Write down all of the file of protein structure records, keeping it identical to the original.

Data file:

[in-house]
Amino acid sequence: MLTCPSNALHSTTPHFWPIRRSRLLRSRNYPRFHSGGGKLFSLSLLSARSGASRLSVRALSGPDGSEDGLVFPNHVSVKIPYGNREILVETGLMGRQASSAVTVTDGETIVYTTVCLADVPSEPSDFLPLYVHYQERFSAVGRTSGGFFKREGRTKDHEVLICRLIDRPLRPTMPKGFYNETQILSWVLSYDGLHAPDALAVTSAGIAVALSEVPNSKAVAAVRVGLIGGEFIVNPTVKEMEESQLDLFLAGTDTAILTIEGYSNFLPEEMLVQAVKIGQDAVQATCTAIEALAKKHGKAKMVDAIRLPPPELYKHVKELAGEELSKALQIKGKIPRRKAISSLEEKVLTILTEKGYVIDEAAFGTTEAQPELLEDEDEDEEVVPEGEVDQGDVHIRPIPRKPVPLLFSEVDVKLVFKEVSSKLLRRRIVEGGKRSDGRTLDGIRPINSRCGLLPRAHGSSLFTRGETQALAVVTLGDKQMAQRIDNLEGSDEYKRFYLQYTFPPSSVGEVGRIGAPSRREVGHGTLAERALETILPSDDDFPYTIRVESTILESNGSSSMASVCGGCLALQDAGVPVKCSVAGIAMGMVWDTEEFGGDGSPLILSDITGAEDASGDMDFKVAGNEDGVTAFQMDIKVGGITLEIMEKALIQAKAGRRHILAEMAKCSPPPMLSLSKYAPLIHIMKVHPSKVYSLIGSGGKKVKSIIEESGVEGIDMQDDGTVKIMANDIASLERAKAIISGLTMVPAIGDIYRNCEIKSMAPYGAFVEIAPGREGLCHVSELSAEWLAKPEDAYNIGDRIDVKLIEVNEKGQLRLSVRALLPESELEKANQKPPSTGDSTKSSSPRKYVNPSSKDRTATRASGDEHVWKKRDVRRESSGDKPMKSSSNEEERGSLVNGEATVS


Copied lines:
[in-house]
Amino acid sequence: MLTCPSNALHSTTPHFWPIRRSRLLRSRNYPRFHSGGGKLFSLSLLSARSGASRLSVRALSGPDGSEDGLVFPNHVSVKIPYGNREILVETGLMGRQASSAVTVTDGETIVYTTVCLADVPSEPSDFLPLYVHYQERFSAVGRTSGGFFKREGRTKDHEVLICRLIDRPLRPTMPKGFYNETQILSWVLSYDGLHAPDALAVTSAGIAVALSEVPNSKAVAAVRVGLIGGEFIVNPTVKEMEESQLDLFLAGTDTAILTIEGYSNFLPEEMLVQAVKIGQDAVQATCTAIEALAKKHGKAKMVDAIRLPPPELYKHVKELAGEELSKALQIKGKIPRRKAISSLEEKVLTILTEKGYVIDEAAFGTTEAQPELLEDEDEDEEVVPEGEVDQGDVHIRPIPRKPVPLLFSEVDVKLVFKEVSSKLLRRRIVEGGKRSDGRTLDGIRPINSRCGLLPRAHGSSLFTRGETQALAVVTLGDKQMAQRIDNLEGSDEYKRFYLQYTFPPSSVGEVGRIGAPSRREVGHGTLAERALETILPSDDDFPYTIRVESTILESNGSSSMASVCGGCLALQDAGVPVKCSVAGIAMGMVWDTEEFGGDGSPLILSDITGAEDASGDMDFKVAGNEDGVTAFQMDIKVGGITLEIMEKALIQAKAGRRHILAEMAKCSPPPMLSLSKYAPLIHIMKVHPSKVYSLIGSGGKKVKSIIEESGVEGIDMQDDGTVKIMANDIASLERAKAIISGLTMVPAIGDIYRNCEIKSMAPYGAFVEIAPGREGLCHVSELSAEWLAKPEDAYNIGDRIDVKLIEVNEKGQLRLSVRALLPESELEKANQKPPSTGDSTKSSSPRKYVNPSSKDRTATRASGDEHVWKKRDVRRESSGDKPMKSSSNEEERGSLVNGEATVS